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Some common questions regarding Industrial Hemp

A Broad Overview

What is industrial hemp?

The botanical name for industrial hemp is Cannabis sativa L (“sativa” means simply “that which is cultivated” and the “L” refers to Carl Linnaeus who gave this plant its scientific classification).

The cannabis plant has been used by humans for food, fibre, medicine and animal fodder for thousands of years. In the early part of the 19th century hemp was the world’s most widely cultivated crop when demand for sails, cordage and hemp textiles was widespread. The term “canvas” is derived from “cannabis”.

Different varieties of cannabis contain variable amounts of chemical compounds called cannabidiods. One of these compounds is tetrahydrocannabinol (THC) which can have psychoactive effects resulting in the ‘high’ commonly associated with marijuana. Another compound increasingly used for therapeutic purposes is cannabidiol (CBD).

Industrial hemp is defined as a plant that has been specifically bred to have LOW THC levels in the leaves and flowering heads so it has no drug value or effect and can be safely consumed as food. In Australia, industrial hemp is cannabis with less than 1% THC. In other regions like Europe and the USA, the limit is 0.3%.

What is industrial hemp used for?

Industrial hemp was spun into fibre over 10,000 years ago and today is grown for an expanding range of industrial and commercial uses. These include fabrics, clothing, ropes, shoes, food, paper, bioplastics, insulation, oils, cosmetics, dietary supplements, food products, animal bedding, garden mulch, etc.

The range and volume of these applications are expected to increase, thereby contributing to the growth of the global industrial hemp market while contributing to a sustainable and recyclable economy.

When was hemp legalised as a food product?

On 28 April 2017, the Australia New Zealand Ministerial Forum on Food Regulation (Forum) approved a proposal to amend the Australia New Zealand Food Standards Code to permit low-THC hemp seed to be sold as food.

Leaves, flowering heads and other parts of the low-THC hemp plant must NOT be sold as food for human consumption.

The changes to the Food Standards Code commenced on 11 November 2017.

Further information can be found on the Food Standards Australia New Zealand web page.

What are the advantages of industrial hemp?

The United Nations conference (December 2022) on trade and development reports that hemp:

  • requires significantly less water than growing cotton,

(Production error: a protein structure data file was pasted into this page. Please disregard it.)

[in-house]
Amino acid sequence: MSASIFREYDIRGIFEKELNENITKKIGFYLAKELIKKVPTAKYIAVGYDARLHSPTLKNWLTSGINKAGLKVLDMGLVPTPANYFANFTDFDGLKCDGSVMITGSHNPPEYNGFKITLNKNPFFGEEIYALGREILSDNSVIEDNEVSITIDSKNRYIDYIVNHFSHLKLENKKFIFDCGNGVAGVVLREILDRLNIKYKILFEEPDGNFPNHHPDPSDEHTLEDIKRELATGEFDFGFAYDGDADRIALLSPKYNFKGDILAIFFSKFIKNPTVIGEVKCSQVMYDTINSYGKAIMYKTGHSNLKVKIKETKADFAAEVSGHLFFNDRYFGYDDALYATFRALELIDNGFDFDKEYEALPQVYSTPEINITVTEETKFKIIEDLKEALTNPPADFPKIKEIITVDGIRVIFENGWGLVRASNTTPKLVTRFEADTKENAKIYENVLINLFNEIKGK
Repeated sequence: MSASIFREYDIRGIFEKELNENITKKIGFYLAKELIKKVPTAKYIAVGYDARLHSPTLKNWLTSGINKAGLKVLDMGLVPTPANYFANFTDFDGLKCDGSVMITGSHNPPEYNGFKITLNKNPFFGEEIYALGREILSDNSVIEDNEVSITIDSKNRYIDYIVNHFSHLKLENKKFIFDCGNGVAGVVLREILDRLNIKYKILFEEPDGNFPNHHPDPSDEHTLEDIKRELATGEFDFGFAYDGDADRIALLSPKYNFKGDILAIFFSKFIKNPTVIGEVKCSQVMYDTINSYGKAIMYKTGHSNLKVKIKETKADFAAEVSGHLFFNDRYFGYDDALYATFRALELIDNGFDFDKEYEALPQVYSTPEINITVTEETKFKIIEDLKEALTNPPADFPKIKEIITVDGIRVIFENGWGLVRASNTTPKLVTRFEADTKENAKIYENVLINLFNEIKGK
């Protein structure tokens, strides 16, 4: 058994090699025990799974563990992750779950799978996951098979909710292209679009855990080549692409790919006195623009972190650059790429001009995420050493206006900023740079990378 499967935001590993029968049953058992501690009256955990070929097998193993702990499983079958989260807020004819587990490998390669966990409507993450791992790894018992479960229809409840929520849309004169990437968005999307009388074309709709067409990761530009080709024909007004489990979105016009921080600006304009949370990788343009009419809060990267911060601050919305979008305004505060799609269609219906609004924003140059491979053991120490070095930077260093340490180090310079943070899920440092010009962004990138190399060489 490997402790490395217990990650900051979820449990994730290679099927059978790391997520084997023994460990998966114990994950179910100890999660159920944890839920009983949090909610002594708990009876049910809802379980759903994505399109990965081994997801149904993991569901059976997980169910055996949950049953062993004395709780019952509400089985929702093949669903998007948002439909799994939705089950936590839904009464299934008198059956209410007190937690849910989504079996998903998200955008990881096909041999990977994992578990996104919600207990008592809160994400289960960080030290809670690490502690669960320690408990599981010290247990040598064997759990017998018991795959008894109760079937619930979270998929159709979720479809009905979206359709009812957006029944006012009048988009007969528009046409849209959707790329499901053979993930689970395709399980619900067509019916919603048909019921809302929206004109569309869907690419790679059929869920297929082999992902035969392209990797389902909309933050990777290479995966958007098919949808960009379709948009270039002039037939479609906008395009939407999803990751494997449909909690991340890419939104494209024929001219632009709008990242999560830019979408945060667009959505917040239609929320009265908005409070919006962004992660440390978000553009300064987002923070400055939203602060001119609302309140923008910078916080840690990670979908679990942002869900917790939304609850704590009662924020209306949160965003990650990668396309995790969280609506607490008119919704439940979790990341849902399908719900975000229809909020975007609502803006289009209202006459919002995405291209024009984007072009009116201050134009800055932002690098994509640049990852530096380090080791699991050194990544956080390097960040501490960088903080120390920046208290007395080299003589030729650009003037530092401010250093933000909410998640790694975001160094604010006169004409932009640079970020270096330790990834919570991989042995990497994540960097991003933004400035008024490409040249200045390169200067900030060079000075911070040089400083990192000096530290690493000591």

• absorbs more carbon dioxide per hectare than other crops and most trees,
  • can grow in a wide variety of climates in most parts of the world,
  • can be planted on land not suitable for other crops,
  • helps to replenish the soil by removing heavy metals and other contaminants,
  • is beneficial when included in crop rotation: eg hemp cultivation leads to a 10% to 20% increase in wheat yields,
  • reduces waste as all parts of the plant – roots, flowers, fruit, stems and leaves – can be used. Other crops produce discarded parts which can have a huge ecological footprint. For example, in Africa, 80% or more of the cotton plant’s total mass is burned or discarded, contributing to heavy pollution. Similarly in India, burning harvest leftovers contribute to about half of Delhi’s deadly pollution, and
  • has financial potential: the global market could hit $18.6 billion by 2027 – almost four times the amount in 2020.

Other sources note anti-microbial properties, resistance to UV, mould, mildew and rot. It can also be beneficial in terms of biodiversity as bees love it.

What are the components of the plant?

The plant consists of flower, seed, stalk, leaves and a tap root.

The flowers, seed and roots can be used for food, flour, oils, and extracts.

The stem of the hemp plant is made up of two components:

  • the outer bark, or ‘bast’, which contains the long fibres used for textiles, rope, packaging, paper and food fibre, and
  • the inner ‘hurd’, (the woody core of the plant with much shorter fibres) used in building products, insulation, biofuels and mulch.

How much industrial hemp is grown around the world?

About 40 countries produced some 275,000 tonnes of raw or semi-processed industrial hemp in 2019, according to the latest available statistics. But just four countries account for more than half of global output. China grows the most, followed by France, Canada and the United States.

China intends to plant 3.2 million hectares of hemp fiber by 2030 with the aim of replacing cotton with a more sustainable alternative for textiles.

How much industrial hemp is grown in Australia?

Hemp cultivation in Australia peaked at 2,500ha in 2021 with more than half grown in Tasmania. An oversupply of hemp seed and competition from imported products especially from China led to a subsequent reduction in hectares under cultivation.